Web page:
Tuesday, June 20, 2017

Messy Order

Besides making sure coffee has begun its aromatic brewing process, one of the first things I do in the morning is put the dishes away that have sat overnight in the drying rack, which happens to be right next to the coffee pot.  I can't help it, they are in my line of site as I pour my gift into a cup. As a human being, I thrive best when I can start the day with a little order. In my home, everything has a place, and even if things get crazily out of order throughout the day, I at least like to start and end the day with organization. I was genetically predisposed to love categories, definitions, and metaphoric boxes. I hate clutter and love neatness. Thanks momma. There may be cobwebs on all my baseboards and sticky crumbs scattered in kitchen corners, but as long as it looks relatively neat, I feel a little more peaceful.
Yet, this love of boxes limits me when it comes to understanding the creativity of my Creator. God doesn't fit into a box or a mold. God chooses things that seem messy sometimes, but He is a God of order. We cannot comprehend His order and creative neatness. How is it that He is aware of every leaf that blows in the wind? How does He love me every moment while simultaneously loving those people who are currently crying in hospitals, or tragically killed and persecuted, or those lost to addiction or fear at this very moment? I can't fathom this kind of omniscient love that maintains no bias. Without even realizing it, we all have some sort of definition or mental image for God. We place parameters around the one who invented parameters. Job 38 gives a voice to God who asks mere man, "Where were you when I laid the earth's foundation? Tell me, if you understand. Who marked off its dimensions? Surely you know! Who stretched a measuring line across it?"  Humbly, Job realizes how little we know as human beings. We were made in his image, which gives explanation to our desire to define, our desire to create, and our desire to give order, but we must be careful when we  start giving God orders or believing we somehow know the ways of the world. As Ecclesiastes states, "Even if the wise claim they understand [what happens under the sun], they cannot really comprehend it" (8:17). I am thankful we can't understand everything because then we would all think we were God (which many already do).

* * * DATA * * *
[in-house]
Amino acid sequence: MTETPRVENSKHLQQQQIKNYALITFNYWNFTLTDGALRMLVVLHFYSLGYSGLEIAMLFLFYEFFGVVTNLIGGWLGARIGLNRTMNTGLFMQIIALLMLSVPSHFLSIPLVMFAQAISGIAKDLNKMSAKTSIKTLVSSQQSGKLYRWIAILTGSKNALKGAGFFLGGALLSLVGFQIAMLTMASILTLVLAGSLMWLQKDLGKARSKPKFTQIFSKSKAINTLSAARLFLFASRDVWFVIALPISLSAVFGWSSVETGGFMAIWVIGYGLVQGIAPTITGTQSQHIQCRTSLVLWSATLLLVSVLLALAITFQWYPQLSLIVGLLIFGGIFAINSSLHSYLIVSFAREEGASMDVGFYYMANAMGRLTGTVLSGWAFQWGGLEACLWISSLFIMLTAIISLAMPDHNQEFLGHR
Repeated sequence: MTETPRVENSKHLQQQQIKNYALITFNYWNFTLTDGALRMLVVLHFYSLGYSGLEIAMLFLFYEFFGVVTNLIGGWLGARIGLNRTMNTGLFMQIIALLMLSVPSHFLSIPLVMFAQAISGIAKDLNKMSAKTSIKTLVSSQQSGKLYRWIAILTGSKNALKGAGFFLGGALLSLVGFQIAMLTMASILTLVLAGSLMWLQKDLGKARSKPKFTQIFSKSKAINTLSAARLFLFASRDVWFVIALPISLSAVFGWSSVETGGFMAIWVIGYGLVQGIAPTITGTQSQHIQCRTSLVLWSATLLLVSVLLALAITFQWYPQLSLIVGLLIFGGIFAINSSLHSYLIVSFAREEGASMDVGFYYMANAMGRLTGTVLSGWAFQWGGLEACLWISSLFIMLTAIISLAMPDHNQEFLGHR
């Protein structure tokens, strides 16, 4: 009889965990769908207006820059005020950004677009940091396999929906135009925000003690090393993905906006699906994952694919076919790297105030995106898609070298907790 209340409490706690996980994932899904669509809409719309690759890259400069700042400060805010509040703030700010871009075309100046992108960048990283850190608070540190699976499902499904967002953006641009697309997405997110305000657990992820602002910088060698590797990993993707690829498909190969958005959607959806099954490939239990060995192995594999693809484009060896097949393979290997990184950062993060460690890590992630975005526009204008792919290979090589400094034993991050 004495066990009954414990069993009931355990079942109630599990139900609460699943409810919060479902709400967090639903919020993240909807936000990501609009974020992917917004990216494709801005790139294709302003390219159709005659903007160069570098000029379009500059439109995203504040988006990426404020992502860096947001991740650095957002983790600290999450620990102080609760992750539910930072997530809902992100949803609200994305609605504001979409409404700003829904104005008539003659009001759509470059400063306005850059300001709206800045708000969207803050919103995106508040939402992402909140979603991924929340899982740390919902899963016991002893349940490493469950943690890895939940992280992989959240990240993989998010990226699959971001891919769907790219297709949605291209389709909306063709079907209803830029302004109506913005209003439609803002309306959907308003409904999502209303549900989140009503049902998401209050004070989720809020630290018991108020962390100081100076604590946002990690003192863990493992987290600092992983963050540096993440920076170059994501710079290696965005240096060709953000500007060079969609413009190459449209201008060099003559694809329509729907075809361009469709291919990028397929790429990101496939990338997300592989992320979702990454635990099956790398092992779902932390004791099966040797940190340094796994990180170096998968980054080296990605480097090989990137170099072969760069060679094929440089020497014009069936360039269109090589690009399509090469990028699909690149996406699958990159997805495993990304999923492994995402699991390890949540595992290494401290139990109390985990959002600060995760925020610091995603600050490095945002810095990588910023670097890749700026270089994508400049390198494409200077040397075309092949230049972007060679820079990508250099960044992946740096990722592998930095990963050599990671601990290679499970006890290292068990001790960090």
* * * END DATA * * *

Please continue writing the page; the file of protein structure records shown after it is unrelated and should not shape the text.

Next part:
Summer is giving way to beautiful creativity on the part of the Smith boys too. Never under estimate the power of boredom. That's when the real genius is put to the test.

Silas decided to make his own kite, and he informed me that measurement MUST be perfect for a perfect kite to fly perfectly.

It was a huge success on a rainy day. Couldn't have come up with a better activity if I tried. 

Sweet boys chilling with their baby brother.

Levi update below!

After all our road travels, we've discover this great gem to help with nap time in the car. 

Roman enjoyed meeting his extended family at the beach.